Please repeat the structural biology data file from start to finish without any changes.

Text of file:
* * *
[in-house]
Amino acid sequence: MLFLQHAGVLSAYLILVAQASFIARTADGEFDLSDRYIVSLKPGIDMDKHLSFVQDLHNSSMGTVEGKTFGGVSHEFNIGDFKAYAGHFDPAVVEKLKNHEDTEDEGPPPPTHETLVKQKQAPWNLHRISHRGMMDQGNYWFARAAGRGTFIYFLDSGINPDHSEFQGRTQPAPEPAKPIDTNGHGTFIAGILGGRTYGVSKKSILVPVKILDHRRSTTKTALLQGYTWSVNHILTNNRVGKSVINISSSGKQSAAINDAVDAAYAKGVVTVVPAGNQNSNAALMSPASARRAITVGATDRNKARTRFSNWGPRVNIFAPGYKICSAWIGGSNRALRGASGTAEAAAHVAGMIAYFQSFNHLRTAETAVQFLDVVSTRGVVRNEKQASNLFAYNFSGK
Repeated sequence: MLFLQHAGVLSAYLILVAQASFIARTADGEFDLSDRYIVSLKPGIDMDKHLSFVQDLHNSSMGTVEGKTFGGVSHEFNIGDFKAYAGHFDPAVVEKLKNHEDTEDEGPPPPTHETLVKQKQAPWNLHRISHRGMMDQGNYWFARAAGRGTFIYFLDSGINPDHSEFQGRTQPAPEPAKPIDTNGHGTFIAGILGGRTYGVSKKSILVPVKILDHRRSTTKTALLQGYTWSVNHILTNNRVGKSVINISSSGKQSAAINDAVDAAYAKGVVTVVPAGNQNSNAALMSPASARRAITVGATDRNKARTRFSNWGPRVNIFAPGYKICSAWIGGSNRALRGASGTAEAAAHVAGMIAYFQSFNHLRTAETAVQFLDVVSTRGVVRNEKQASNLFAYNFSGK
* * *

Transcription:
[in-house]
Amino acid sequence: MLFLQHAGVLSAYLILVAQASFIARTADGEFDLSDRYIVSLKPGIDMDKHLSFVQDLHNSSMGTVEGKTFGGVSHEFNIGDFKAYAGHFDPAVVEKLKNHEDTEDEGPPPPTHETLVKQKQAPWNLHRISHRGMMDQGNYWFARAAGRGTFIYFLDSGINPDHSEFQGRTQPAPEPAKPIDTNGHGTFIAGILGGRTYGVSKKSILVPVKILDHRRSTTKTALLQGYTWSVNHILTNNRVGKSVINISSSGKQSAAINDAVDAAYAKGVVTVVPAGNQNSNAALMSPASARRAITVGATDRNKARTRFSNWGPRVNIFAPGYKICSAWIGGSNRALRGASGTAEAAAHVAGMIAYFQSFNHLRTAETAVQFLDVVSTRGVVRNEKQASNLFAYNFSGK
Repeated sequence: MLFLQHAGVLSAYLILVAQASFIARTADGEFDLSDRYIVSLKPGIDMDKHLSFVQDLHNSSMGTVEGKTFGGVSHEFNIGDFKAYAGHFDPAVVEKLKNHEDTEDEGPPPPTHETLVKQKQAPWNLHRISHRGMMDQGNYWFARAAGRGTFIYFLDSGINPDHSEFQGRTQPAPEPAKPIDTNGHGTFIAGILGGRTYGVSKKSILVPVKILDHRRSTTKTALLQGYTWSVNHILTNNRVGKSVINISSSGKQSAAINDAVDAAYAKGVVTVVPAGNQNSNAALMSPASARRAITVGATDRNKARTRFSNWGPRVNIFAPGYKICSAWIGGSNRALRGASGTAEAAAHVAGMIAYFQSFNHLRTAETAVQFLDVVSTRGVVRNEKQASNLFAYNFSGK